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September 18, 2007 (the date of publication in Russian)

Maxim Kalashnikov

A NEW AMERICAN DICTATORSHIP

After the liberal myths collapse

Can the political system of the United States develop into a military technocratic, anti-liberal dictatorship? This suggestion, recently sounding rather fantastic, is becoming today a practical question.

The view that the crash of postindustrial mythology, becoming a most serious challenge to the American dream, is going to inevitably result in collapse of the US statehood warms a lot of hearts today. However, a responsible analyst should look back at the whole background of America's history, which is not identical to the history of economic liberalism – moreover, in case that was true, the United States would have never emerged as the world's strongest military power.

The technocratic tradition, closely related to the Keynesian economic school, is deeply rooted in America. Its legacy should not be underestimated in forecasting the reaction of the US political system to the self-imputation of the postindustrial utopia.

 

SLAVES INSTEAD OF ROBOTS

The times of the triumph of the radical liberal approach in economy, based on the ideas of absolute economic freedom in the modern interpretation of Friedrich von Hayek, was closely associated with the geopolitical agenda of the "cold war". This agenda required a model of a consumption society, demonstrating its superiority over the socialist system of distribution. The key element of relevant strategies, determined as revolution in the information sphere, was based on a real breakthrough in electronic and communication technologies. The "information theory", originally introduced as substantiation for convergence of the two rivaling global systems, was explicitly used in the 1980s as a powerful tool for reshaping the minds of the Soviet intellectual class, and for an efficient seduction of the active majority of the Soviet population with cheaply accessible entertainment. In the culture of the major "target society", USSR's disintegration coincided with tremendous popularity of TV "soap operas", fascinating the audience until the economic and social disaster awakened the people from the illusion of "entering a higher", i.e. "informational" civilization.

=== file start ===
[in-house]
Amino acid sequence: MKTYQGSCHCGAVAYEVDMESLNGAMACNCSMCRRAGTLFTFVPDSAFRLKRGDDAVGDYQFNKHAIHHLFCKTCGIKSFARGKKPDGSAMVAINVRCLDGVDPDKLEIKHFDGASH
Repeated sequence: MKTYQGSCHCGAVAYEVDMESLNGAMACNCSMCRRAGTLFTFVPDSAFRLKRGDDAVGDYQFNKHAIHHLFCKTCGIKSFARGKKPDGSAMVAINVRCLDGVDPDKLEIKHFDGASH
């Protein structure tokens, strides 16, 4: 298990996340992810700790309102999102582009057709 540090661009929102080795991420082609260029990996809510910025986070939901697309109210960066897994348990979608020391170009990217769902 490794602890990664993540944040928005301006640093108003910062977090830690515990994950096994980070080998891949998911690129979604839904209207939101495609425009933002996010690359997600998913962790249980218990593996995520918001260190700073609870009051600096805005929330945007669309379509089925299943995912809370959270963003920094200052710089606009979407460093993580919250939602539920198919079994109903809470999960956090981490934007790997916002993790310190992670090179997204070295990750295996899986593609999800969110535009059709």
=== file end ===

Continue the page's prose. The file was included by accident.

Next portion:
This highly efficient psychological weapon of influence, surpassing the power of any transcontinental missiles, could be invented, developed and improved only on the base of a corresponding ideology, which favored particular interests inside the US society. The major beneficiary of "information theory" was the Eastern Coast's white-collar community of top financiers, using the collapse of the Soviet identity for expansion of their interests across the whole of the former Socialist Commonwealth. This advantage elevated globalistic financiers, including the subclass of financial speculators (some of them directly intervening into the ex-USSR under the guise of philanthropy), to the leading positions in the economic elite of the "mother country of democracy".

The second important beneficiary of the global shift was the entertainment class, using the new advantage for establishing itself as an independent and excessively powerful branch of economy.

Meanwhile, the real backbone of the US economy for decades, its glorious productive industry, was now viewed as an obsolete element of the new order, described and advertised as the "postindustrial era".

The ideologists of the new, allegedly advanced economic system efficiently transformed the very essence of the American mission on the planet. The global superpower was supposed to develop into a mere "economy of services" – supposedly in the interests of the American majority as well.